A 24-year-old Perth rider has died after a woman who had been involved in a police pursuit crashed into him early Thursday morning on the wrong side of the road.
Jordan Thorsager was riding his Kawasaki on the Leach highway just after midnight when he was hit head-on by the driver.
Police say they were not pursuing the woman at the time of the crash, but confirm they had been chasing her “on and off” over the previous hour. She was wanted on an arrest warrant.
Western Australia Police Major Crash investigators and police Internal Affairs officers are investigating the pursuit and are calling for witnesses.
Surprisingly, his family is willing to forgive the driver and does not question police conduct.
Police may not have been pursuing the woman at the time of the crash, but did their pursuit over the previous hour affect the driving behaviour of the woman?
A 24-year-old man is now dead after police pursued a woman wanted on an arrest warrant for matters not made public. Does that seem like a fair outcome from a pursuit?
The 2009 Australian Institute of Criminology study found the three most pressing issues for police reform around the world are use of force, policing of violence in families and high-speed pursuits.
It also found deaths in custody at police stations are declining but “deaths in custody” as a result of high-speed pursuits were rising.
While less than 1% of police pursuits results in a fatal crash, 38% of the people killed are innocent bystanders.
It’s much worse in the USA where one person dies every day as a result of a police pursuit. Of those deaths, 1% are police, 55% suspects and 44% bystanders.
Most police procedures acknowledge the judgement of the officer at the scene to begin a pursuit.
However, continuation of the pursuit is then deferred to a senior officer at the station or headquarters.
They have to make a quick judgement based on the lethal risk to the community of the chase versus the lethal risk to the community of letting a serious offender escape.
This must be backed by information, not just mere suspicion.
Queensland police figures show only about 3% of pursuits involved imminent threat to life or a suspect escaping after a homicide.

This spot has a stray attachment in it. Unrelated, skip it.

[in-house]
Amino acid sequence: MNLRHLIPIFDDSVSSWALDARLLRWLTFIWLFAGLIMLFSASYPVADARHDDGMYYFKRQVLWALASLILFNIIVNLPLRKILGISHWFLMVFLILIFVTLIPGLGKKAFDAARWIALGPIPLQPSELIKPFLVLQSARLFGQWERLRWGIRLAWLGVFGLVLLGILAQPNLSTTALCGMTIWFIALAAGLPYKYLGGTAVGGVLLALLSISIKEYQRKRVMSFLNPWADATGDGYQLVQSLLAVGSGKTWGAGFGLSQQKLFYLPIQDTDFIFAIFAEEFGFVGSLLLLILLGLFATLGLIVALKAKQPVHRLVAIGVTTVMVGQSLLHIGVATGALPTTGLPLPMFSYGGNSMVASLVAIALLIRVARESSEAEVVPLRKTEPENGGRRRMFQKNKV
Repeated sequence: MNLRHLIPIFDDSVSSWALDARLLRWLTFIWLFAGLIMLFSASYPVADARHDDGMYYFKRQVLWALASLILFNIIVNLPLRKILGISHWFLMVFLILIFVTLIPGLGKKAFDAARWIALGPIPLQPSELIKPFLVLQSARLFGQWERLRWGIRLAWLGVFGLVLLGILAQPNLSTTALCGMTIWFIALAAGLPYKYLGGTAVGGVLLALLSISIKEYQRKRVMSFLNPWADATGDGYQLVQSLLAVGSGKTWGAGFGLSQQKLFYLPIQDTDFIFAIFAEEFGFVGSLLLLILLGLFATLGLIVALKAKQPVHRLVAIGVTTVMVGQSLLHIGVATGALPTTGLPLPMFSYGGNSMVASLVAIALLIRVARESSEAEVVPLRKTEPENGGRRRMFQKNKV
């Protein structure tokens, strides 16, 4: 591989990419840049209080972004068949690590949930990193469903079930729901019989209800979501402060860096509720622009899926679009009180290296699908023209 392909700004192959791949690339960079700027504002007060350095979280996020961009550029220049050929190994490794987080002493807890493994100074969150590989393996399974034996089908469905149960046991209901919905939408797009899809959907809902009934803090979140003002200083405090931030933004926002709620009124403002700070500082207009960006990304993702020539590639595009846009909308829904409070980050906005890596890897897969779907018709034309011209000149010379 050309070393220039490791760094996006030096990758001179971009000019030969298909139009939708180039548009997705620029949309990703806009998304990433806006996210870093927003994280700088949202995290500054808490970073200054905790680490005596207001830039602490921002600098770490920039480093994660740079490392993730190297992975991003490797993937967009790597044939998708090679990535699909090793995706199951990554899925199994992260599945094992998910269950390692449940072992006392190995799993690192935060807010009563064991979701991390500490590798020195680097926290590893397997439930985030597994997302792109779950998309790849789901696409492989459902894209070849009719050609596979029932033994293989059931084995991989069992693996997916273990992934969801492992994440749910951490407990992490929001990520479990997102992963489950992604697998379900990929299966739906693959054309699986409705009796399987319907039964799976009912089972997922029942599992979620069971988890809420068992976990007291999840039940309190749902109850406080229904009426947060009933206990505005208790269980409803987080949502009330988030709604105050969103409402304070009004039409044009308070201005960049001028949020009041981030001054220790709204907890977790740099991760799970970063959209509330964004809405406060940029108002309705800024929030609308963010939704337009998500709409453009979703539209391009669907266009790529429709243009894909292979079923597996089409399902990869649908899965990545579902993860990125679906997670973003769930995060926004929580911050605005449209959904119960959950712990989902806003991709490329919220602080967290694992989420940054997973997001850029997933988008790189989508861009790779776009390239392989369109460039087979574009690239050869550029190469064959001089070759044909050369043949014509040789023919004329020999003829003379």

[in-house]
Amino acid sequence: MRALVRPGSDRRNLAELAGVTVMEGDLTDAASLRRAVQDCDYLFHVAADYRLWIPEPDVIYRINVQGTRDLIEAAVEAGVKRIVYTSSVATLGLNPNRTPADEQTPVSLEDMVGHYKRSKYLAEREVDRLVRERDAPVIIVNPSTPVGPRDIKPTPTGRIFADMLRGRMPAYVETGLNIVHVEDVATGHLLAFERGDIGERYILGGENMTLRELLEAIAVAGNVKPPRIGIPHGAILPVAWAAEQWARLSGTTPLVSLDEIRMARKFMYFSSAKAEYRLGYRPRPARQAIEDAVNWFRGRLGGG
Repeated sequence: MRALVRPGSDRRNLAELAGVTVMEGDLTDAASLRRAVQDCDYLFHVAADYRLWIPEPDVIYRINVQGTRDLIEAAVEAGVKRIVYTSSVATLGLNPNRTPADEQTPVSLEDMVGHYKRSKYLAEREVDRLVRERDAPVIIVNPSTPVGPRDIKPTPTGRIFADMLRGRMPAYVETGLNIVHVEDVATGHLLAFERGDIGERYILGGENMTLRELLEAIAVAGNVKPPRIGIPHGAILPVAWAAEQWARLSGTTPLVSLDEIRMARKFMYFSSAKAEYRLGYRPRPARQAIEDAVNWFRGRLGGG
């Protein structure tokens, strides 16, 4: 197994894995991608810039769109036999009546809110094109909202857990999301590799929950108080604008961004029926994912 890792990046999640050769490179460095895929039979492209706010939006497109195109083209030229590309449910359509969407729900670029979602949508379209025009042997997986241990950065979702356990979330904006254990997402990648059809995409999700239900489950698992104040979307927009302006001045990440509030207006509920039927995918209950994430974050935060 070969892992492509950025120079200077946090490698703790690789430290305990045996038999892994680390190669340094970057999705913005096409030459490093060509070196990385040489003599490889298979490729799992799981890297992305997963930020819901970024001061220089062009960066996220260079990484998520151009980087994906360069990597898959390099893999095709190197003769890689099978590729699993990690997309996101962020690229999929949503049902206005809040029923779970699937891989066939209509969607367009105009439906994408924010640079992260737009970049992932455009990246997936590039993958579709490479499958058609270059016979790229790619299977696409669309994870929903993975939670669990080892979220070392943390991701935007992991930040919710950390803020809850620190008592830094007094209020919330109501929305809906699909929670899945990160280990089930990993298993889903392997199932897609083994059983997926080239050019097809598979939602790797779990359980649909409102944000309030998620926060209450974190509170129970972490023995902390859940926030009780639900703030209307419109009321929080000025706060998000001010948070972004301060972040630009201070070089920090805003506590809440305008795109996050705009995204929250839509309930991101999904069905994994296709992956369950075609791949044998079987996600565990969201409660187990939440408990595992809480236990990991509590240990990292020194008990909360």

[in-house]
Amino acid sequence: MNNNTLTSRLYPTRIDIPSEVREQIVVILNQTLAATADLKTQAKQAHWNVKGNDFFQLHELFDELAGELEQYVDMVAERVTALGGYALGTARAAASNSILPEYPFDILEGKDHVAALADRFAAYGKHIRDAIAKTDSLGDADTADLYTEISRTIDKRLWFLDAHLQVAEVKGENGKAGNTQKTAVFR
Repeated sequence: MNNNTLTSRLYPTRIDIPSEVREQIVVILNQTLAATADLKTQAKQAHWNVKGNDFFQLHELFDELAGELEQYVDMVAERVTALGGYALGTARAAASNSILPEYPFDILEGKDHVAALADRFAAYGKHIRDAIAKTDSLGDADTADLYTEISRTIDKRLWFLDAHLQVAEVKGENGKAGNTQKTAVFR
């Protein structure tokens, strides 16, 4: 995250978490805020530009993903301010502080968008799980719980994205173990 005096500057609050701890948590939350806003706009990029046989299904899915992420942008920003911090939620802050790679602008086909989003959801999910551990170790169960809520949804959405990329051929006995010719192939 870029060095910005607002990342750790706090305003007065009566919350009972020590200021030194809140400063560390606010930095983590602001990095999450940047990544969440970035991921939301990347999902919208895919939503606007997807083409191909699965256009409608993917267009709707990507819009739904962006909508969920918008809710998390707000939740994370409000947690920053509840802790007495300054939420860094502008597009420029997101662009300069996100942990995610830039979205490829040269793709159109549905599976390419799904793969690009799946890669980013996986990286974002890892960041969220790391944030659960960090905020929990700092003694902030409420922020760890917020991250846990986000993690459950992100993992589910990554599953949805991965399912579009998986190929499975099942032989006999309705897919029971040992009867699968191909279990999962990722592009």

Police have a duty to not only prevent and control crime, but more importantly, they have a duty to protect the community and that includes from their own reckless behaviour and judgement.
Despite criticism from police unions, most pursuit policies around the world, including the USA, are becoming more restrictive.
In many jurisdictions, pursuits are only allowed if there is a serious risk to public safety or in relation to a major crime involving death or injury.
However, there is an issue about making these pursuit policies public. Some say they should be public to show transparency while others believe it would give criminals clues on how to evade police.
Those who support pursuits point out that the number of people evading police is rising as a result of more restrictive pursuit policies, despite higher penalties for evading police.
Making the issue more complex is the degree of the pursuit.
Should there be an upper speed limit for police? Should police be allowed to break other road rules in the pursuit?
There have been incidences of police driving at more than 200km/h in a pursuit and on the road side of a major highway.
Another issue is whether police should be criminally culpable in the instance of a death resulting from a pursuit.
To a degree, technologies such as CTV and automatic number plate recognition (ANPR) devices, negate the need for pursuits.
WA police have ANPR, but it is not known whether it was available in the pursuit patrol vehicle.
In some cases, APNR may actually trigger a police pursuit.